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A subhepatic, whole auxiliary liver allotransplant technique, previously developed in the pig, was assessed for technical feasibility in 26 human cadaver transplants. All technical aspects of the subhepatic technique were feasible, with the exception of donor to recipient gallbladder-to-gallbladder anastomosis, which could only be performed in 50% of subjects due to excessive separation of the two gallbladders. To overcome the problem, an original technique was developed—namely, the use of an isolated, vascularized, isoperistaltic loop of jejunum to act as a conduit between donor and recipient gallbladders (cholecystojejunocholecystostomy). Cholecystojejunocholecystostomy was subsequently developed and studied in a series of live porcine auxiliary allografts. The local, regional, and general effects seen in 14 allografted pigs with cholecystojejunocholecystostomy were compared with those seen in a parallel and identical series of 14 allografts with cholecystocholecystostomy. The subhepatic transplantation technique is described in detail for the first time. Liver biopsies, blood samples, and clinical data were obtained at weekly intervals and at 28 days all survivors were killed.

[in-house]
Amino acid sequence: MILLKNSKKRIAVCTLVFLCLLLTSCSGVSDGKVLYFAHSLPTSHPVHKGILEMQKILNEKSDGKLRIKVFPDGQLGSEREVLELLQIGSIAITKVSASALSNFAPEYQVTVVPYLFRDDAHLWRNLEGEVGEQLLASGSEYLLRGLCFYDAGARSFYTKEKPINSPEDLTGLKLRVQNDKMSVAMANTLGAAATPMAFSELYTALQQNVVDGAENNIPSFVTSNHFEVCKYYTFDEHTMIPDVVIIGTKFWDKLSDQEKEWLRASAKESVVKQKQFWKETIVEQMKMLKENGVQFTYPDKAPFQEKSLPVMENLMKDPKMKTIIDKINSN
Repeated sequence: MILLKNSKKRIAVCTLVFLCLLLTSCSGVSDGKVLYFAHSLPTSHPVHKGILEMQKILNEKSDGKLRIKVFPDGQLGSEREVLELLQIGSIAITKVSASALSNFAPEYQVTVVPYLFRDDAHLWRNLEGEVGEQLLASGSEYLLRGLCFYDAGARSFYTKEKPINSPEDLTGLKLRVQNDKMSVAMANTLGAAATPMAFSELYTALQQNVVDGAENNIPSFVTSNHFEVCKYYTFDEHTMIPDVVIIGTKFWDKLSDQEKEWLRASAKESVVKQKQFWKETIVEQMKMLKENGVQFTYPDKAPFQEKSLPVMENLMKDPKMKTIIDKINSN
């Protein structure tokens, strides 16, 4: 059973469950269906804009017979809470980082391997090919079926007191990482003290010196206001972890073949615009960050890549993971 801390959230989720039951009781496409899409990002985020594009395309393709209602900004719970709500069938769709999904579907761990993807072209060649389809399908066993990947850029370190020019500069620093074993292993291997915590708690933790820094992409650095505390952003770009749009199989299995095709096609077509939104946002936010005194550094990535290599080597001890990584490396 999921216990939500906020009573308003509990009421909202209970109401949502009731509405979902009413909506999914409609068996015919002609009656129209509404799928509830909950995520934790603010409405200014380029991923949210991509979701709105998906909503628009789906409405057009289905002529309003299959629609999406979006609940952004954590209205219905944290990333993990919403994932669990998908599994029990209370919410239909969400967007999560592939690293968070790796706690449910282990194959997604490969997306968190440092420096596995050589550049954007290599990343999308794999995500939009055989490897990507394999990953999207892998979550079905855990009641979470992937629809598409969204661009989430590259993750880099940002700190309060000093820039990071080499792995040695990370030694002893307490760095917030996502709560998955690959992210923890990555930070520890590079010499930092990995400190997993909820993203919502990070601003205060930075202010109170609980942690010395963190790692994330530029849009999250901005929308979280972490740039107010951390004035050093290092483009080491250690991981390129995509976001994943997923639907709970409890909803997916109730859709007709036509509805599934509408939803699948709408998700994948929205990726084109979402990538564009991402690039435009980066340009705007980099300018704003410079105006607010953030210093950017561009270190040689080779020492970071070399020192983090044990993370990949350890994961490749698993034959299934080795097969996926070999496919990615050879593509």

Cholecystojejunocholecystostomy proved to be a successful method of biliary drainage in the pig. Thirteen of the 14 interposed jejunal loops were viable and essentially normal at autopsy, leaks and naked eye stasis were infrequent, and the histological incidence of intrahepatic cholangitis and cholestasis minimal. The local, regional, and general effects were comparable in every way with those obtained with cholecystocholecystostomy.
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Accepted: September 13, 1979
☆Supported in part by the Medical Research Council of South Africa, the University of Cape Town Senate Research Committee, the Harry Crossley Foundation and the J. S. Marais Memorial Fund.
© 1980 Published by Elsevier Inc.